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Hear local reports on the economy, government, education, health and the environment on Valley Public Radio during All Things Considered, Morning Edition and Valley Edition. 

Aleksandra Appleton / The Fresno Bee

A new reporting project from the Fresno Bee seeks to shine a light on a story that is too often in the shadows all around us – human trafficking. The multi-media project "Slaves of the Sex Trade" launched last week, and underscores not only the extent of the problem but the ways in which many young women are lured into a life of modern day slavery, usually beginning online.

Joe Moore / Valley Public Radio

The Kern County Board of Supervisors is set to review a proposal Tuesday from local economic development officials that would lift existing caps on tax rebates, and bring new jobs to the county.

The Marines are formulating a new plan for storming a beach, something they haven't done in six decades.

After more than a decade of desert warfare, the Marines are trying to get back to basics. They spend more time training with their traditional partner, the US Navy. Each year since 2010, the

Flickr user Robert Valencia (CC BY-SA 2.0)

For the second year in a row, California’s rate of premature births has increased. But according to new data, the trend is even more alarming in the San Joaquin Valley.

Across California, 8.6 percent of live births are premature, according to the health advocacy organization March of Dimes. That means they were born before 37 weeks of gestation. The group gave the state a B on its annual premature birth report card. Of the 15 counties ranked in the report card, Fresno County scored the worst, with a prematurity rate of over 10%. Both Fresno and Kern Counties earned a C.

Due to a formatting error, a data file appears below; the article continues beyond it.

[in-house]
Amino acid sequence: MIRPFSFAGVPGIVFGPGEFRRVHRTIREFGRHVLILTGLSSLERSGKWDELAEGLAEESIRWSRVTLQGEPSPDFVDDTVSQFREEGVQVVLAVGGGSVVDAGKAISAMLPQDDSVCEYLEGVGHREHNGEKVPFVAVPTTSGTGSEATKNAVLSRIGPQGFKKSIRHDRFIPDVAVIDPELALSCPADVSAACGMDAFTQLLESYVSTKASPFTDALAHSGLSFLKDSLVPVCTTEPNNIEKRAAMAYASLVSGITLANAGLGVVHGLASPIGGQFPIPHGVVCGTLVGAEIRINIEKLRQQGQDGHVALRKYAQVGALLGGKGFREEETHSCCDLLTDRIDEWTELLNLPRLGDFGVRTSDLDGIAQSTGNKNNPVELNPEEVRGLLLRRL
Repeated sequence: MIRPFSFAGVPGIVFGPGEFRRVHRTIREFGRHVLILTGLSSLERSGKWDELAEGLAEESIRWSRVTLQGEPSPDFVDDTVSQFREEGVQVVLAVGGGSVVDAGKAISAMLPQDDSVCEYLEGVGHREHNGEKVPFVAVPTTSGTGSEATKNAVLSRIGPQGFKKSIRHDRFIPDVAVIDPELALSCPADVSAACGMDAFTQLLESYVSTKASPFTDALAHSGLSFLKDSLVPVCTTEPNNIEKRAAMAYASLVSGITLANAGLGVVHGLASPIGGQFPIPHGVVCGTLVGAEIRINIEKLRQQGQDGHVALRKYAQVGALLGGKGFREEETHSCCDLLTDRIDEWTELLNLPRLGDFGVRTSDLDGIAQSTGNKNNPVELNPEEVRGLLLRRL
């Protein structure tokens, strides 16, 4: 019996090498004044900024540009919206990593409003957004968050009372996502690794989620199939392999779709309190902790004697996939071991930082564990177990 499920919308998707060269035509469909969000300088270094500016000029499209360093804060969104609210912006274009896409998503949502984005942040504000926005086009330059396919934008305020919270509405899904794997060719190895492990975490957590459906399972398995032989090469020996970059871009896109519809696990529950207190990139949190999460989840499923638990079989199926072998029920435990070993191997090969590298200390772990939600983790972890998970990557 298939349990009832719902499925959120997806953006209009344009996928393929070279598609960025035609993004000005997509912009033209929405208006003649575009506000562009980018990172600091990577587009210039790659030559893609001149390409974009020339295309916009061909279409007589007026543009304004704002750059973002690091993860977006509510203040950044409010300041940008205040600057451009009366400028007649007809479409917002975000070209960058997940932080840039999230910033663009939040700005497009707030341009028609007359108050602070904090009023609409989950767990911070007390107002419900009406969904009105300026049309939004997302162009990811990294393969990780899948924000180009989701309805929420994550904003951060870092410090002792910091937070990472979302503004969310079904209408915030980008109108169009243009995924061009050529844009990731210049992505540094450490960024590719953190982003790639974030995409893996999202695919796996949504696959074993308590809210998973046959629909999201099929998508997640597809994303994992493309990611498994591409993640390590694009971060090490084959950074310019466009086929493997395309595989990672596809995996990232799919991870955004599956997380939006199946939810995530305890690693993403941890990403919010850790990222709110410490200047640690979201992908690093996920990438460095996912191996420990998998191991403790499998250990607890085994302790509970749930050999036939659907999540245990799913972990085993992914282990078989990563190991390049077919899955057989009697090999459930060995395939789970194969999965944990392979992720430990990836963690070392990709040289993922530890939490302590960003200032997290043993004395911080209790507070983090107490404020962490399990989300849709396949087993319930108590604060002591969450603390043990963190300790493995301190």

A new ranking of patient safety at valley hospitals has been released, with mixed grades. The analysis from the nonprofit group Leapfrog, tracks errors, injuries, accidents, and infections at hospitals nationwide.

In Fresno County, Kaiser received an “A” grade, with Clovis Community and Saint Agnes earning "B’s." Community Regional Medical Center got a “C”. To the north, Madera Community Hospital received an "A" grade and Mercy Medical Center in Merced got a "B."

Tulare County Sheriff's Office

Today marks the final day of Domestic Violence Awareness Month. Across the United States, it’s estimated that 1 in 3 women and 1 in 4 men have been physically abused by an intimate partner. Here in the San Joaquin Valley, law enforcement agencies receive 15-20,000 reports of domestic violence each year.

In an effort to reduce these crimes in Tulare County, the sheriff’s office earlier this month announced a new strategy for fighting domestic violence—one they hope will aid not just in responding to reported crimes, but also in preventing future ones.

Fresno Office of Education

The Fresno County Office of Education has broken ground on a new shop for a Career Technical Education Charter School in central Fresno. The school will serve students from around the county who are interested in exploring technical careers as well as college. FCOE Superintendent Jim Yovino spoke with Valley Public Radio's Jeffrey Hess about what the agency wants to achieve.

Why did the Fresno Office of Education want to start a Career and Technical Education Charter School?

Ezra David Romero / Valley Public Radio